In which our intrepid hero explores anthrophagy in the blogosphere.

I monitor a number of newsfeeds via Google Reader, one of which is the excellent Weird Asia News. They recently featured an article on the practice of eating human foetuses in China. (Warning: don’t watch the video if you’re easily disturbed.)

Personally, I have my doubts as to the authenticity of the story. Nonetheless, it’s given me an idea. I thought I’d do something different: a round-up of blog reports of organised cannibalism.

If it’s just one person doing the eating, then chances are that some sort of mental illness is to blame; however, if it’s a group of people, the practice is somewhat more intriguing. Whilst it’s entirely possible that shared psychotic disorder or folie à deux may be involved, it also raises some often-unexplored questions about human society.

(Weird Asia News has another recent report, on simulated cannibalism in Japan. It doesn’t really fit the above criterion, but I guess you have to ask: “Why the hell would you want to eat meat even shaped like a human body?”)

Rosemary Ekosso, a Cameroon-born woman living in Holland, writes of racist misreportage of cannibalism in her blog. European explorers, it seems, pretty much assumed that the practice was de rigeur amongst the Caribs and in Africa. In truth, it was probably a pretty isolated practice, if it happened at all.

Ms Ekosso’s post is the first of a two-parter—I look forward to the next installment.

Conversely, New Orleans-born Ted Duplessis suggests that Europeans were responsible for much of the cannibalism in early post-Columbian Louisiana.

Mr Duplessis alleges that tales of Indian cannibalism were largely false; however, Steve Liebowitz sums up controversial findings at archaeological sites in the American southwest, suggesting that a 12th-Century Anasazi settlement was butchered by their neighbours.

Assistant Professor Kaimipono Wenger, from the Thomas Jefferson School of Law in San Diego, posits the interesting question of whether Keith Richards’ (tongue-in-cheek) claims of snorting his father’s ashes with cocaine constitutes a form of cannibalism. His argument is that the intent is to ingest human remains, and he brings up the point that apparently, Jehovah’s Witnesses see blood transfusion as a form of cannibalism for similar reasons.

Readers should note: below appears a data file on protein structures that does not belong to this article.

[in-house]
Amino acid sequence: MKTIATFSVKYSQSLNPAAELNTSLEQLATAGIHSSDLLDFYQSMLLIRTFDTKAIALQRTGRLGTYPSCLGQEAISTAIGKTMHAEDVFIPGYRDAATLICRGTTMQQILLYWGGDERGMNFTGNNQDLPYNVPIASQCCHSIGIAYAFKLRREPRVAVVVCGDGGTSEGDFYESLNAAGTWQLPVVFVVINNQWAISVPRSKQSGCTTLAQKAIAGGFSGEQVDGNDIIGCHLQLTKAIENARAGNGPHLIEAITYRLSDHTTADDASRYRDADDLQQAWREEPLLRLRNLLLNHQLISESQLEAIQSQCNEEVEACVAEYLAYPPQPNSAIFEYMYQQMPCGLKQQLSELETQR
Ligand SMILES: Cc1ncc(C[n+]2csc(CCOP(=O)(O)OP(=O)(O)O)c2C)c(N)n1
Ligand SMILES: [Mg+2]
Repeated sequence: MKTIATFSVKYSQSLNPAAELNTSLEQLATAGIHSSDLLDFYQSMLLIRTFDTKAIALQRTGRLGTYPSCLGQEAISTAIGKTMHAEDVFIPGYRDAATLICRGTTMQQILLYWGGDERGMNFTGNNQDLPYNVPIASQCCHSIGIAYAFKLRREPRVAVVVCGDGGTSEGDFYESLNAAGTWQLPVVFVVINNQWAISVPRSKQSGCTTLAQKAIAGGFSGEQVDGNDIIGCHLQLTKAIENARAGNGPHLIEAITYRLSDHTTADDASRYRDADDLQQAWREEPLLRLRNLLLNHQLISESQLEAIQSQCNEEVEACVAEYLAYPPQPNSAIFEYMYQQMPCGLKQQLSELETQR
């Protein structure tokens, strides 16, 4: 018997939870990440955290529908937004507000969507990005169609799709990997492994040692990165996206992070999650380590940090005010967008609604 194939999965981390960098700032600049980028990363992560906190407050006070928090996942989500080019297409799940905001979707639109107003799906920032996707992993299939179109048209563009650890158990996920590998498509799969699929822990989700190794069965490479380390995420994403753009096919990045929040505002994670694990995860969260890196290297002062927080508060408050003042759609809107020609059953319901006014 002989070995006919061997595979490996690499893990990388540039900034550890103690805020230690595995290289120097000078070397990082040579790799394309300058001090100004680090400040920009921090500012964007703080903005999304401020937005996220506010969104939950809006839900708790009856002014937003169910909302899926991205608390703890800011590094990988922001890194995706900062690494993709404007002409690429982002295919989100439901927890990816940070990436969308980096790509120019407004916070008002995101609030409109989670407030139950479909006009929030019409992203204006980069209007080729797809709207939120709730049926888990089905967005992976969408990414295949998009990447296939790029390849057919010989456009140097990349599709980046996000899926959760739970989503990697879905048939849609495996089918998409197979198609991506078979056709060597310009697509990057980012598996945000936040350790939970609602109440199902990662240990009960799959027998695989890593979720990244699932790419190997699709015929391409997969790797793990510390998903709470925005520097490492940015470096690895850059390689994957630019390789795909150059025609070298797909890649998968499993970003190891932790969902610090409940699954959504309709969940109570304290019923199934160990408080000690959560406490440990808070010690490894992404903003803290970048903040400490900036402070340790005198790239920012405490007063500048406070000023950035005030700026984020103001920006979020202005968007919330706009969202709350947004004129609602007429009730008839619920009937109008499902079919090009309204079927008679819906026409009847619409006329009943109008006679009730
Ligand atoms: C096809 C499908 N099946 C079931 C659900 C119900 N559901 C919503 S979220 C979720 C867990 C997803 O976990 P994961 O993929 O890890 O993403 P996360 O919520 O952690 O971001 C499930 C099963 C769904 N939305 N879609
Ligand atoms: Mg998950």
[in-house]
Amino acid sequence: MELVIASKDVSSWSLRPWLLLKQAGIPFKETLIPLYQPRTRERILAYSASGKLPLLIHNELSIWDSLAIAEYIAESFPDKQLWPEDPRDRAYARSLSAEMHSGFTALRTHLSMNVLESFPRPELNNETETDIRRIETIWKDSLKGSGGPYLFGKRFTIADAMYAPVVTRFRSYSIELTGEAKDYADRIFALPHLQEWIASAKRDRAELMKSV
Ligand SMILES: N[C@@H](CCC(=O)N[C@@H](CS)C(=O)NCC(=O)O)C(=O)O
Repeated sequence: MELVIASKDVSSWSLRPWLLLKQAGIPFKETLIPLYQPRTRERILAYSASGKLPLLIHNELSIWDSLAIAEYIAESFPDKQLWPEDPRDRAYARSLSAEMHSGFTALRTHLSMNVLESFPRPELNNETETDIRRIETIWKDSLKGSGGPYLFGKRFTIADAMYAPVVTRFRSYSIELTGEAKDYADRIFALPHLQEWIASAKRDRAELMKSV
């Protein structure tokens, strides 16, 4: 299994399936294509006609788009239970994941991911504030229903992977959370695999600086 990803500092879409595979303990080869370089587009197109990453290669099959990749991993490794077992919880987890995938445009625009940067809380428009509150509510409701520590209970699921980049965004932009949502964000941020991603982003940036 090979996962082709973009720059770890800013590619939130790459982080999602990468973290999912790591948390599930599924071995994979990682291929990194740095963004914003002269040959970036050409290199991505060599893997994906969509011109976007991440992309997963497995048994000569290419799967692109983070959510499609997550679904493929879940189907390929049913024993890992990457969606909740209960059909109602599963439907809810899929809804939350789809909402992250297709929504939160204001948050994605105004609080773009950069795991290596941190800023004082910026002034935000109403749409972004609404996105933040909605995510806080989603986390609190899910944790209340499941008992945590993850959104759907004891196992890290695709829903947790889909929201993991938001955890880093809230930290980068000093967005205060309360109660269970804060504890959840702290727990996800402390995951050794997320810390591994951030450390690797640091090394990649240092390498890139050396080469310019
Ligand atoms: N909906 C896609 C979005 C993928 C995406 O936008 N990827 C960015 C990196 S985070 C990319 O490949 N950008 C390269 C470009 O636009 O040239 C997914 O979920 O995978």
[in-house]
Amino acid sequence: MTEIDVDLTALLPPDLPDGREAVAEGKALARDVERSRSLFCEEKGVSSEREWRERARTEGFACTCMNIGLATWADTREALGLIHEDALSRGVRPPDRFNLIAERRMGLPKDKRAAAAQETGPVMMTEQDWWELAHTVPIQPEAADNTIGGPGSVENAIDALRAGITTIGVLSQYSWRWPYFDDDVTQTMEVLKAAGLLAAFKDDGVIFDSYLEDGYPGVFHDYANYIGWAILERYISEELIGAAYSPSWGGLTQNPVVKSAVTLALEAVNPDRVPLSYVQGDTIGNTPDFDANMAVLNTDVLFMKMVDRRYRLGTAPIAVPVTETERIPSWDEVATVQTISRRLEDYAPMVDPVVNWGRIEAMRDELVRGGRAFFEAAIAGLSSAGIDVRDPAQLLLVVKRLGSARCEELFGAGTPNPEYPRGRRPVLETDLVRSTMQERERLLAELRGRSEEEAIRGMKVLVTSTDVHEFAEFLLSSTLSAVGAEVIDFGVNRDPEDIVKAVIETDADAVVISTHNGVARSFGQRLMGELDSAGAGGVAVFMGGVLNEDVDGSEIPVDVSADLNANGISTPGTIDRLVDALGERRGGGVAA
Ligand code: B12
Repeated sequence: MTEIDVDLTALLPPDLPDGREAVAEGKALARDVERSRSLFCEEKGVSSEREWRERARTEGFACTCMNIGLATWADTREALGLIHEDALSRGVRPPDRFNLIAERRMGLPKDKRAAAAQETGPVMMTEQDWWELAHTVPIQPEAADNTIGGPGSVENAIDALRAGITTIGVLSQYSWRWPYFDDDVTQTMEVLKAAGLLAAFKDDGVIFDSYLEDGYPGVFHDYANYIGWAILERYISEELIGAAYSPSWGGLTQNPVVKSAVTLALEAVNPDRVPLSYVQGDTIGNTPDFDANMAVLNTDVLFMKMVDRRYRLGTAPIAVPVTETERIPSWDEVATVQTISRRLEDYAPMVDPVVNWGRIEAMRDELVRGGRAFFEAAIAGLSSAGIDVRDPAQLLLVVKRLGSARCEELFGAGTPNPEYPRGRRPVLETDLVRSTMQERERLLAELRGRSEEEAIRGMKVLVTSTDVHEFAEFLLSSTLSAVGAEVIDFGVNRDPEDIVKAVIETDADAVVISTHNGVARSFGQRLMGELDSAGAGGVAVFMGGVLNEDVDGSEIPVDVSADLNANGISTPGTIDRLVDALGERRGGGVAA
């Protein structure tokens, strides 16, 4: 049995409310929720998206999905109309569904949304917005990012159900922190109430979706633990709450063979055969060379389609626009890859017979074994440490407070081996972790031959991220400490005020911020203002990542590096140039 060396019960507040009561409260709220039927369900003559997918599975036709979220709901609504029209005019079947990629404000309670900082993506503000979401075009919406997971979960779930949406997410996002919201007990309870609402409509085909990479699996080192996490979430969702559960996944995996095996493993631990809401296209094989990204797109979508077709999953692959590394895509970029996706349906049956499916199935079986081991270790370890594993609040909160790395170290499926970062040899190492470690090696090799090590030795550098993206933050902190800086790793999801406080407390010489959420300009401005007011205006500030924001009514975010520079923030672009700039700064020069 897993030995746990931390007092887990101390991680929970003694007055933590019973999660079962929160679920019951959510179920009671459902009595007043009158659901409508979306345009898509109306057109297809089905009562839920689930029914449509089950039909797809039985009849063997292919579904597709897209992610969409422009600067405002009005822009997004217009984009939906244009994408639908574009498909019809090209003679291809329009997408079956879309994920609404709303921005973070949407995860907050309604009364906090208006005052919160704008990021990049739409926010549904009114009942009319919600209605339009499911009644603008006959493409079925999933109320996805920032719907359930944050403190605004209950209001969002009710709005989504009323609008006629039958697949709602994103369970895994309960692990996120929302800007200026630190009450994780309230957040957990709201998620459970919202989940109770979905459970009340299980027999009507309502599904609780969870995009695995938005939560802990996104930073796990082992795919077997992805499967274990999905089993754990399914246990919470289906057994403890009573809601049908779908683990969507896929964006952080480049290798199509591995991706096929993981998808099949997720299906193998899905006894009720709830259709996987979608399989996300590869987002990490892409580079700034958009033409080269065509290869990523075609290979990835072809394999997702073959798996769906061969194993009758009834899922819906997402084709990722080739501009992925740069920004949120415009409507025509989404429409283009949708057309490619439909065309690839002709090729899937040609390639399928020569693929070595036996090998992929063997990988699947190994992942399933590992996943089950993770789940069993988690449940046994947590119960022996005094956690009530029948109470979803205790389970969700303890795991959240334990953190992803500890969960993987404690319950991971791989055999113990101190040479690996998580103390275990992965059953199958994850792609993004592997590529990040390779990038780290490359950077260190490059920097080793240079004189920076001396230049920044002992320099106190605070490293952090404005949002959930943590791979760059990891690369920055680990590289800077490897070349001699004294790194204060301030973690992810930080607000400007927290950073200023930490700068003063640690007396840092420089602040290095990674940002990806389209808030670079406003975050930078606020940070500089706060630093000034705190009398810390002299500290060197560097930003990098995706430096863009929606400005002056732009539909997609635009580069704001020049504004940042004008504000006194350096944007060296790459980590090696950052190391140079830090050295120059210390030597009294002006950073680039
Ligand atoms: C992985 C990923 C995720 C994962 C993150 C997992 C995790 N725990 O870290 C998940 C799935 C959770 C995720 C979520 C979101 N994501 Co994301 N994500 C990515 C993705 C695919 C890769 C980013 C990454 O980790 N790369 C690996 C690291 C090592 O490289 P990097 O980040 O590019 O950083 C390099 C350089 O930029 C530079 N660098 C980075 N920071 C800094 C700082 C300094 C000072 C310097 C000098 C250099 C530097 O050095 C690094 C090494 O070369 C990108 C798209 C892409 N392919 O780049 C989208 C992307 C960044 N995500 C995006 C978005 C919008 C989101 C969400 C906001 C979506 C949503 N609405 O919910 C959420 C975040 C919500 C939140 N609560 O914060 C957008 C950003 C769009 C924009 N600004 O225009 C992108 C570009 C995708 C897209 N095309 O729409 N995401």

On the topic of religion, “Pilgrimsarbour” gives an in-depth examination of the biblical precedent for transubstantiation and its relationship to cannibalism.

Silicon Valley programmer Eugenia Loli-Queru briefly brings up the topic of consensual cannibalism in her blog: would it be a slightly less unacceptable practice if the victim actually allowed themselves to be eaten? Following a few links through yields Wikipedia’s entry on Armin Meiwes, a German man who advertised on the Internet, looking for just such a consensual victim. This begs the question, when does just such an arrangement become aberrant? When survival explicitly isn’t at stake?

And speaking of consensual cannibalism, Italian-American gourmand Alfonso Cevola tells of Marco Evaristti, a Chilean-born Dane who used his own liposuction as a form of performance art—and then used the fat to make meatballs, which he canned and sold at a substantial margin. Let’s just hope he didn’t have kuru or CJD.

Regarding packaged foods, the Portland Independent Media Center has a report on the use of L-cysteine in baked goods—apparently, this is sourced from human hair! Then again, there were reports that a Chinese company was making fake soy sauce from the stuff.

If you’ll pardon my morbid humour, all this talk of food is making me hungry. I’m off to get me some breakfast…